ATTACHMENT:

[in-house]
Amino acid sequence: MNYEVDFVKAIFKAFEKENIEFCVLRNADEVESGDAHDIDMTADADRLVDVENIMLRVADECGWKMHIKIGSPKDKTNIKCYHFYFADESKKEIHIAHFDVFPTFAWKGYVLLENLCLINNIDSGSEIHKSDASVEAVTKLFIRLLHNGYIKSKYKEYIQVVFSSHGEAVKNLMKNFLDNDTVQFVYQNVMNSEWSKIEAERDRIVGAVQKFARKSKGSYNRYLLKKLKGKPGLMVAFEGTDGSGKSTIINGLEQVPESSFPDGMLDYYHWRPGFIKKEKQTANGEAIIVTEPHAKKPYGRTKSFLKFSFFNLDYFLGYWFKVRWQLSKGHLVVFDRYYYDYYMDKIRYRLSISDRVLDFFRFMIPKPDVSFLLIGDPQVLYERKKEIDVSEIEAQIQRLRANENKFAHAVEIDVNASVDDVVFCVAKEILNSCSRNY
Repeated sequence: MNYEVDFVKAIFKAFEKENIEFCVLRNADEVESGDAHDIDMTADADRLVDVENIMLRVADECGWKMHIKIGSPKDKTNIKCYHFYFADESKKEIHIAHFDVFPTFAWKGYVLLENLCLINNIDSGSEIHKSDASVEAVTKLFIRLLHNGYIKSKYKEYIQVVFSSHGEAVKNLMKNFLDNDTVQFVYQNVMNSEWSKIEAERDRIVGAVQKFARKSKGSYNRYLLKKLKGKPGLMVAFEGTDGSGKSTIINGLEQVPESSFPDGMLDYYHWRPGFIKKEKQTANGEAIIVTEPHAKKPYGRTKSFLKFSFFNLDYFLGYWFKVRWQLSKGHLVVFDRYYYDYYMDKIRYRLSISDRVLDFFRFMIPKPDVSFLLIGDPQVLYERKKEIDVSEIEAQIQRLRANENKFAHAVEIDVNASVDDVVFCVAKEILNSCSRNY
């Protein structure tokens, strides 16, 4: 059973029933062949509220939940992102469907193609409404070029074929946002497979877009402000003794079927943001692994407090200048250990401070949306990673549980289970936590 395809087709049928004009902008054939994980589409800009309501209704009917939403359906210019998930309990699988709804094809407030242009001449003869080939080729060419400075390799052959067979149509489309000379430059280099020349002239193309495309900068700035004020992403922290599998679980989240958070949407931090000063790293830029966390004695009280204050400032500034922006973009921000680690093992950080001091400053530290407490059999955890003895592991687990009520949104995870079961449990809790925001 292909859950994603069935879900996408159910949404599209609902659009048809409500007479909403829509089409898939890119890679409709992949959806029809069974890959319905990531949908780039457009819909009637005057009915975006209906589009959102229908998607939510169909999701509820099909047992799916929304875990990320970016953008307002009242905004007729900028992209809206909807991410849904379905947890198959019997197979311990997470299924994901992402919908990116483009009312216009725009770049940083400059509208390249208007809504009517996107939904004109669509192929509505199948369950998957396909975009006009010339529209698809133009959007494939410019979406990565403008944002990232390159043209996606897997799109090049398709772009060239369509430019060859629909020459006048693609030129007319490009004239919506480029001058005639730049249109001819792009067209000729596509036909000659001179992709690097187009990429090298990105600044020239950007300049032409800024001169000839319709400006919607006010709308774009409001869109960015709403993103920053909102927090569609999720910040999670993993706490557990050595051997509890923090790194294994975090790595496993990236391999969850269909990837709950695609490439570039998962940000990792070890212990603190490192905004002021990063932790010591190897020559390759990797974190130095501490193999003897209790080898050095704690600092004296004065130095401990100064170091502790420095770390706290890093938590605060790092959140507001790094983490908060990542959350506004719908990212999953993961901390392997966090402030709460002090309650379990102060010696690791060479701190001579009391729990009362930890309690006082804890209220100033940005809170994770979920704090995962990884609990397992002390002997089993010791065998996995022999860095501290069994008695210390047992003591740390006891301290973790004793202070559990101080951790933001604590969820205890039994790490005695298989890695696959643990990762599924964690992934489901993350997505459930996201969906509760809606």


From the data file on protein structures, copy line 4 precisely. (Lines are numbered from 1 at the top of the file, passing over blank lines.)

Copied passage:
């Protein structure tokens, strides 16, 4: 059973029933062949509220939940992102469907193609409404070029074929946002497979877009402000003794079927943001692994407090200048250990401070949306990673549980289970936590 395809087709049928004009902008054939994980589409800009309501209704009917939403359906210019998930309990699988709804094809407030242009001449003869080939080729060419400075390799052959067979149509489309000379430059280099020349002239193309495309900068700035004020992403922290599998679980989240958070949407931090000063790293830029966390004695009280204050400032500034922006973009921000680690093992950080001091400053530290407490059999955890003895592991687990009520949104995870079961449990809790925001 292909859950994603069935879900996408159910949404599209609902659009048809409500007479909403829509089409898939890119890679409709992949959806029809069974890959319905990531949908780039457009819909009637005057009915975006209906589009959102229908998607939510169909999701509820099909047992799916929304875990990320970016953008307002009242905004007729900028992209809206909807991410849904379905947890198959019997197979311990997470299924994901992402919908990116483009009312216009725009770049940083400059509208390249208007809504009517996107939904004109669509192929509505199948369950998957396909975009006009010339529209698809133009959007494939410019979406990565403008944002990232390159043209996606897997799109090049398709772009060239369509430019060859629909020459006048693609030129007319490009004239919506480029001058005639730049249109001819792009067209000729596509036909000659001179992709690097187009990429090298990105600044020239950007300049032409800024001169000839319709400006919607006010709308774009409001869109960015709403993103920053909102927090569609999720910040999670993993706490557990050595051997509890923090790194294994975090790595496993990236391999969850269909990837709950695609490439570039998962940000990792070890212990603190490192905004002021990063932790010591190897020559390759990797974190130095501490193999003897209790080898050095704690600092004296004065130095401990100064170091502790420095770390706290890093938590605060790092959140507001790094983490908060990542959350506004719908990212999953993961901390392997966090402030709460002090309650379990102060010696690791060479701190001579009391729990009362930890309690006082804890209220100033940005809170994770979920704090995962990884609990397992002390002997089993010791065998996995022999860095501290069994008695210390047992003591740390006891301290973790004793202070559990101080951790933001604590969820205890039994790490005695298989890695696959643990990762599924964690992934489901993350997505459930996201969906509760809606």